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ERIC Number: ED293810
Record Type: RIE
Publication Date: 1987-Apr
Pages: 49
Abstractor: N/A
Reference Count: N/A
ISBN: N/A
ISSN: N/A
Course-Related Impediments to Effective Study Practices.
Thomas, John W.; And Others
For the past two years a survey has been conducted of over 20 junior high school, high school, and college social science courses in order to describe the interrelationships among a number of factors believed to related to classroom achievement. These factors include age and grade level, academic ability, self-concept, personality, and characteristics of the learning environment. It is assumed that both student and course characteristics affect achievement in a course by means of individual and combined effects on the quality and quantity of autonomous learning that students engage in, both in and outside of class. This paper focuses on those aspects of the learning environment that appear to limit student engagement in these activities. Specific focus is on those features that appear to impede engagement in the kinds of activities that are associated with learning and achievement in courses at this level. The courses were analyzed in terms of their demands, supports, compensations, and net demands. Information was gathered regarding course characteristics, student's study activities, and indices of students' academic achievement. Findings are based on: (1) information capacity demands; (2) reading ability demands; (3) verbatum, comprehension, integration and retrieval demands; and (4) stress conditions. Indices of student academic achievement were grades earned at the end of the unit exam, and final course grades. Results of an analysis of the data are displayed in tables pertaining to each of the demand conditions. (JD)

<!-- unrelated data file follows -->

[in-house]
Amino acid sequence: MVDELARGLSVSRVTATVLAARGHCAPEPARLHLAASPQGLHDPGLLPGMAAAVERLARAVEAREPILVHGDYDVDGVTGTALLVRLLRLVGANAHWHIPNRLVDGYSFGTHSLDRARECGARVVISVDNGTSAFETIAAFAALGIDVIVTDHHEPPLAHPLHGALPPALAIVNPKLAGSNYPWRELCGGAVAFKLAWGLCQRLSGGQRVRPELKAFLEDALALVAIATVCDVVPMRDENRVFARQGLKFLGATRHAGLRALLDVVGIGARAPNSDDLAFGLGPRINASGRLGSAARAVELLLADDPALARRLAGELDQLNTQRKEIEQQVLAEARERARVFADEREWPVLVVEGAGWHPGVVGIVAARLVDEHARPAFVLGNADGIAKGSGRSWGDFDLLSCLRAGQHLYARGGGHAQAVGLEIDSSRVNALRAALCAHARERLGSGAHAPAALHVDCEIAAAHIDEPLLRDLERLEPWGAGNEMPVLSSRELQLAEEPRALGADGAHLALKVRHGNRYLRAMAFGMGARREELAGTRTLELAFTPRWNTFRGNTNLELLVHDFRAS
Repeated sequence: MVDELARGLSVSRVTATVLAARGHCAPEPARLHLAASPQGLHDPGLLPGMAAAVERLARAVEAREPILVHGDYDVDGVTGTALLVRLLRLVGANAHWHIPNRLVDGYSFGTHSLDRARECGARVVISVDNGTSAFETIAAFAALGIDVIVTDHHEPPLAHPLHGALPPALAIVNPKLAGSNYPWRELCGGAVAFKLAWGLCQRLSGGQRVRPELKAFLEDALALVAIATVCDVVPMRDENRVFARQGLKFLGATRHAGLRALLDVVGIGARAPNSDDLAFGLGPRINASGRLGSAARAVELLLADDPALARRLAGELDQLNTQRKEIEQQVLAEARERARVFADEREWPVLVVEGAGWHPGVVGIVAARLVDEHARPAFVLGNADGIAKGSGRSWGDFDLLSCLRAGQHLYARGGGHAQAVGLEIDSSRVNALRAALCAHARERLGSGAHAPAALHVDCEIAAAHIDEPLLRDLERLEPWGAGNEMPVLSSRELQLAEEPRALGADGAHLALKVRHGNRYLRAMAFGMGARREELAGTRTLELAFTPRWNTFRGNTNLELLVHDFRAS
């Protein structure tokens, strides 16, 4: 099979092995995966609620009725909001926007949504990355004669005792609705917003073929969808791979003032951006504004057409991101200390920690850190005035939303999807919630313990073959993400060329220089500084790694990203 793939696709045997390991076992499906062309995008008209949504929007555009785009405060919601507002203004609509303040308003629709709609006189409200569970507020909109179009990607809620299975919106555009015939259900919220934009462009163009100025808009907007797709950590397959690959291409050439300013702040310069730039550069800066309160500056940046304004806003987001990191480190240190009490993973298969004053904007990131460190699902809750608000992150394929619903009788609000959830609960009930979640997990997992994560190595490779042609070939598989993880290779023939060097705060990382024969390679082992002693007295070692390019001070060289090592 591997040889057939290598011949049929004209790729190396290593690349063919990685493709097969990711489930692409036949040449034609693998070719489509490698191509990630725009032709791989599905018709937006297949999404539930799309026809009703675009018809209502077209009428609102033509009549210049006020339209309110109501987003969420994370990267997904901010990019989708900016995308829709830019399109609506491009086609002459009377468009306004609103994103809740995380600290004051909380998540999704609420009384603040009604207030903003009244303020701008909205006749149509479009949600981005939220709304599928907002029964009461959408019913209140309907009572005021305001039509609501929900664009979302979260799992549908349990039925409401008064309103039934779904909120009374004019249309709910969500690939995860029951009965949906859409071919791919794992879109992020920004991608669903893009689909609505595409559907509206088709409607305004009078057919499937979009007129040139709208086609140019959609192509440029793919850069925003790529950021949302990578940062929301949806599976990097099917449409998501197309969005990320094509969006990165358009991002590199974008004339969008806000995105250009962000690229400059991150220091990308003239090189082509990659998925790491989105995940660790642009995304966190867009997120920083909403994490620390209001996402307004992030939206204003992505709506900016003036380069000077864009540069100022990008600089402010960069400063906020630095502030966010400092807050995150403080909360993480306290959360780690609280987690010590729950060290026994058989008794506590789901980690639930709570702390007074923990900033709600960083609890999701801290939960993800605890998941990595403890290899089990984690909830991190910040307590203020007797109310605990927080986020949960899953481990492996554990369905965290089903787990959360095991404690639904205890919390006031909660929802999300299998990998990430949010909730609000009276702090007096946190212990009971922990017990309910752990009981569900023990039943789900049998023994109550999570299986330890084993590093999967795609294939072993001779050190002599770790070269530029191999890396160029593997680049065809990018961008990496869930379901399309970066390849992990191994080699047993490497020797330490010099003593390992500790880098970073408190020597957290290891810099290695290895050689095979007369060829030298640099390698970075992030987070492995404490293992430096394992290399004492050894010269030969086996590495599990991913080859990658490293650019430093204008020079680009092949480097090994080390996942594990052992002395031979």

Publication Type: Speeches/Meeting Papers; Reports - Research
Education Level: N/A
Audience: N/A
Language: English
Sponsor: N/A
Authoring Institution: Far West Lab. for Educational Research and Development, San Francisco, CA.
Note: Paper presented at the Annual Meeting of the American Educational Research Association (Washington, DC, April 20-24, 1987). Document may not reproduce well.